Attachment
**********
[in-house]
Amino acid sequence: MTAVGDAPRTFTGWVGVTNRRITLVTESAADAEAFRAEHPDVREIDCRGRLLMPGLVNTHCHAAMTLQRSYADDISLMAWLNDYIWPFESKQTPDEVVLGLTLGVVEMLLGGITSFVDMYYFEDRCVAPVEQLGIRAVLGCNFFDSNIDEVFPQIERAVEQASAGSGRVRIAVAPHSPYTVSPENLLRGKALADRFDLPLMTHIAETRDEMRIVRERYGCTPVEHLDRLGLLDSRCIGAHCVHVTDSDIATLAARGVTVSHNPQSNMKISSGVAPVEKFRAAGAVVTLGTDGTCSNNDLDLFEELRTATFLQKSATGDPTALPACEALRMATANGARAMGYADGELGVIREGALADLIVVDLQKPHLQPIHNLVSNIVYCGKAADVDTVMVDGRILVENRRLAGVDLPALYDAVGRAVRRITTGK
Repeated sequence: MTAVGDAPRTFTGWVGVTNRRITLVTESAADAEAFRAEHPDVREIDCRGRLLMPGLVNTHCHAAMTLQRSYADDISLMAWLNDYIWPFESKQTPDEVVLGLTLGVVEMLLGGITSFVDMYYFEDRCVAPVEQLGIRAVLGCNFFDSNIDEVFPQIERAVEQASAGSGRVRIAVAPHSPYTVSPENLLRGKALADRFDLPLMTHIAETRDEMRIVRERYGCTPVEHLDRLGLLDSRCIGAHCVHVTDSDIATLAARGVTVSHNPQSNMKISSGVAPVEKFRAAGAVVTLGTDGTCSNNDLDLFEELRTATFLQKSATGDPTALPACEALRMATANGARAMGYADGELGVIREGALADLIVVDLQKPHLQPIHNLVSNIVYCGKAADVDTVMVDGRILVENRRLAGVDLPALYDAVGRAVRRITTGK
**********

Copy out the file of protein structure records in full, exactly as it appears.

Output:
[in-house]
Amino acid sequence: MTAVGDAPRTFTGWVGVTNRRITLVTESAADAEAFRAEHPDVREIDCRGRLLMPGLVNTHCHAAMTLQRSYADDISLMAWLNDYIWPFESKQTPDEVVLGLTLGVVEMLLGGITSFVDMYYFEDRCVAPVEQLGIRAVLGCNFFDSNIDEVFPQIERAVEQASAGSGRVRIAVAPHSPYTVSPENLLRGKALADRFDLPLMTHIAETRDEMRIVRERYGCTPVEHLDRLGLLDSRCIGAHCVHVTDSDIATLAARGVTVSHNPQSNMKISSGVAPVEKFRAAGAVVTLGTDGTCSNNDLDLFEELRTATFLQKSATGDPTALPACEALRMATANGARAMGYADGELGVIREGALADLIVVDLQKPHLQPIHNLVSNIVYCGKAADVDTVMVDGRILVENRRLAGVDLPALYDAVGRAVRRITTGK
Repeated sequence: MTAVGDAPRTFTGWVGVTNRRITLVTESAADAEAFRAEHPDVREIDCRGRLLMPGLVNTHCHAAMTLQRSYADDISLMAWLNDYIWPFESKQTPDEVVLGLTLGVVEMLLGGITSFVDMYYFEDRCVAPVEQLGIRAVLGCNFFDSNIDEVFPQIERAVEQASAGSGRVRIAVAPHSPYTVSPENLLRGKALADRFDLPLMTHIAETRDEMRIVRERYGCTPVEHLDRLGLLDSRCIGAHCVHVTDSDIATLAARGVTVSHNPQSNMKISSGVAPVEKFRAAGAVVTLGTDGTCSNNDLDLFEELRTATFLQKSATGDPTALPACEALRMATANGARAMGYADGELGVIREGALADLIVVDLQKPHLQPIHNLVSNIVYCGKAADVDTVMVDGRILVENRRLAGVDLPALYDAVGRAVRRITTGK